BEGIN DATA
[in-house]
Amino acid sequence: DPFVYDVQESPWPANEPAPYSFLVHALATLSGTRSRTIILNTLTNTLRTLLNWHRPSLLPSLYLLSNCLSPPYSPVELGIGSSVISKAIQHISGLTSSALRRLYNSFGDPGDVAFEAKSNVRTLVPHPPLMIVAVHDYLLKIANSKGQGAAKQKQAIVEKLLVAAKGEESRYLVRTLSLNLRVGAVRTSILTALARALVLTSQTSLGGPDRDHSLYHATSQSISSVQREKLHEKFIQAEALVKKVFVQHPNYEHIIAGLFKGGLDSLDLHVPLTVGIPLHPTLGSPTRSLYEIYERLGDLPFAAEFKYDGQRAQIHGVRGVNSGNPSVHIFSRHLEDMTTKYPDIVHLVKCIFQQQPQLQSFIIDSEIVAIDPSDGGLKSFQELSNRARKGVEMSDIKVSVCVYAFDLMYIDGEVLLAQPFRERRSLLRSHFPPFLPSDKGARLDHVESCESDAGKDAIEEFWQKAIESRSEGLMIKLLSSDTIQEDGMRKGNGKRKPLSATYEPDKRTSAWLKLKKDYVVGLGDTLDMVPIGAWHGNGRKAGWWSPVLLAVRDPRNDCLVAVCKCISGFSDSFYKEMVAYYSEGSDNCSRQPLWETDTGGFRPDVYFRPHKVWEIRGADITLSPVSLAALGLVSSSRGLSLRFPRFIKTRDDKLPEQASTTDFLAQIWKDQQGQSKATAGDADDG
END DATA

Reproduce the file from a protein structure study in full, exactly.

[in-house]
Amino acid sequence: DPFVYDVQESPWPANEPAPYSFLVHALATLSGTRSRTIILNTLTNTLRTLLNWHRPSLLPSLYLLSNCLSPPYSPVELGIGSSVISKAIQHISGLTSSALRRLYNSFGDPGDVAFEAKSNVRTLVPHPPLMIVAVHDYLLKIANSKGQGAAKQKQAIVEKLLVAAKGEESRYLVRTLSLNLRVGAVRTSILTALARALVLTSQTSLGGPDRDHSLYHATSQSISSVQREKLHEKFIQAEALVKKVFVQHPNYEHIIAGLFKGGLDSLDLHVPLTVGIPLHPTLGSPTRSLYEIYERLGDLPFAAEFKYDGQRAQIHGVRGVNSGNPSVHIFSRHLEDMTTKYPDIVHLVKCIFQQQPQLQSFIIDSEIVAIDPSDGGLKSFQELSNRARKGVEMSDIKVSVCVYAFDLMYIDGEVLLAQPFRERRSLLRSHFPPFLPSDKGARLDHVESCESDAGKDAIEEFWQKAIESRSEGLMIKLLSSDTIQEDGMRKGNGKRKPLSATYEPDKRTSAWLKLKKDYVVGLGDTLDMVPIGAWHGNGRKAGWWSPVLLAVRDPRNDCLVAVCKCISGFSDSFYKEMVAYYSEGSDNCSRQPLWETDTGGFRPDVYFRPHKVWEIRGADITLSPVSLAALGLVSSSRGLSLRFPRFIKTRDDKLPEQASTTDFLAQIWKDQQGQSKATAGDADDG